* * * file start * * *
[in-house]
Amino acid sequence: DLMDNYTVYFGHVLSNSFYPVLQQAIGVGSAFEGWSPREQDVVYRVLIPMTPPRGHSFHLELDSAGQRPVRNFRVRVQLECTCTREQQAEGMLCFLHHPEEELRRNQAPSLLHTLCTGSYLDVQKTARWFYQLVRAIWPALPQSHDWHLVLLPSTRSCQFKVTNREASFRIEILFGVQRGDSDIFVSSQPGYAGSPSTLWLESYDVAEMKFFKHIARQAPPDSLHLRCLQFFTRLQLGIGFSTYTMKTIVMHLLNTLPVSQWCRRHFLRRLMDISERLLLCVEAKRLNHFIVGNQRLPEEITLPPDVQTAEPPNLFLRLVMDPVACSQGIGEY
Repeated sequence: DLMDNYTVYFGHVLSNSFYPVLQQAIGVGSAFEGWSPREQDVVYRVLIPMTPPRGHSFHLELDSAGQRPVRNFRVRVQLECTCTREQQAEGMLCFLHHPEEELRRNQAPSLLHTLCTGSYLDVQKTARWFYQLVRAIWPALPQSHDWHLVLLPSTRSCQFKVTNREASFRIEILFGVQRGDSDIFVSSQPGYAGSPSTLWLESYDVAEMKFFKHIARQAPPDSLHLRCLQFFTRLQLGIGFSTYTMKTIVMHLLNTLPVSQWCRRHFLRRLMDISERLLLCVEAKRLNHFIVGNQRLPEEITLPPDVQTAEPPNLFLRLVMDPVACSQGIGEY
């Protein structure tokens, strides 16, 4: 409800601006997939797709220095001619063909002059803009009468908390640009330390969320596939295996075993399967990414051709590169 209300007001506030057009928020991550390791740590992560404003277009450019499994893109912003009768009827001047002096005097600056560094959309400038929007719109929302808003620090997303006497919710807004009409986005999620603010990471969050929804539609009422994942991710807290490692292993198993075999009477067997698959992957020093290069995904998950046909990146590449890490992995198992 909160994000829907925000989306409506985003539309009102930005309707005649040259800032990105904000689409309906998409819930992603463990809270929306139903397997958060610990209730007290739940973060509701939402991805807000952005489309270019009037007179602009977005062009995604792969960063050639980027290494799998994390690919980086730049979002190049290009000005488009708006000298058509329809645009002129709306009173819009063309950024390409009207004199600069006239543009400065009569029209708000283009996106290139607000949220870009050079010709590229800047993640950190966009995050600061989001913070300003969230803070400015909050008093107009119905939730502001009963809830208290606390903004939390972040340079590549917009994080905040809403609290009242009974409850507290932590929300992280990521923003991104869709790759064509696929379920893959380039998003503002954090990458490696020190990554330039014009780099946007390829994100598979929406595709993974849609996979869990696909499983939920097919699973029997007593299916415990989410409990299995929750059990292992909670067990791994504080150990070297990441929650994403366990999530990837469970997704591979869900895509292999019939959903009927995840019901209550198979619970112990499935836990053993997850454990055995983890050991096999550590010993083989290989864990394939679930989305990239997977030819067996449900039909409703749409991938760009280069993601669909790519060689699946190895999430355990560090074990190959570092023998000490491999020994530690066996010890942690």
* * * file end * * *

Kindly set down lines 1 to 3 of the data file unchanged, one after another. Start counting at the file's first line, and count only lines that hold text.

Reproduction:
[in-house]
Amino acid sequence: DLMDNYTVYFGHVLSNSFYPVLQQAIGVGSAFEGWSPREQDVVYRVLIPMTPPRGHSFHLELDSAGQRPVRNFRVRVQLECTCTREQQAEGMLCFLHHPEEELRRNQAPSLLHTLCTGSYLDVQKTARWFYQLVRAIWPALPQSHDWHLVLLPSTRSCQFKVTNREASFRIEILFGVQRGDSDIFVSSQPGYAGSPSTLWLESYDVAEMKFFKHIARQAPPDSLHLRCLQFFTRLQLGIGFSTYTMKTIVMHLLNTLPVSQWCRRHFLRRLMDISERLLLCVEAKRLNHFIVGNQRLPEEITLPPDVQTAEPPNLFLRLVMDPVACSQGIGEY
Repeated sequence: DLMDNYTVYFGHVLSNSFYPVLQQAIGVGSAFEGWSPREQDVVYRVLIPMTPPRGHSFHLELDSAGQRPVRNFRVRVQLECTCTREQQAEGMLCFLHHPEEELRRNQAPSLLHTLCTGSYLDVQKTARWFYQLVRAIWPALPQSHDWHLVLLPSTRSCQFKVTNREASFRIEILFGVQRGDSDIFVSSQPGYAGSPSTLWLESYDVAEMKFFKHIARQAPPDSLHLRCLQFFTRLQLGIGFSTYTMKTIVMHLLNTLPVSQWCRRHFLRRLMDISERLLLCVEAKRLNHFIVGNQRLPEEITLPPDVQTAEPPNLFLRLVMDPVACSQGIGEY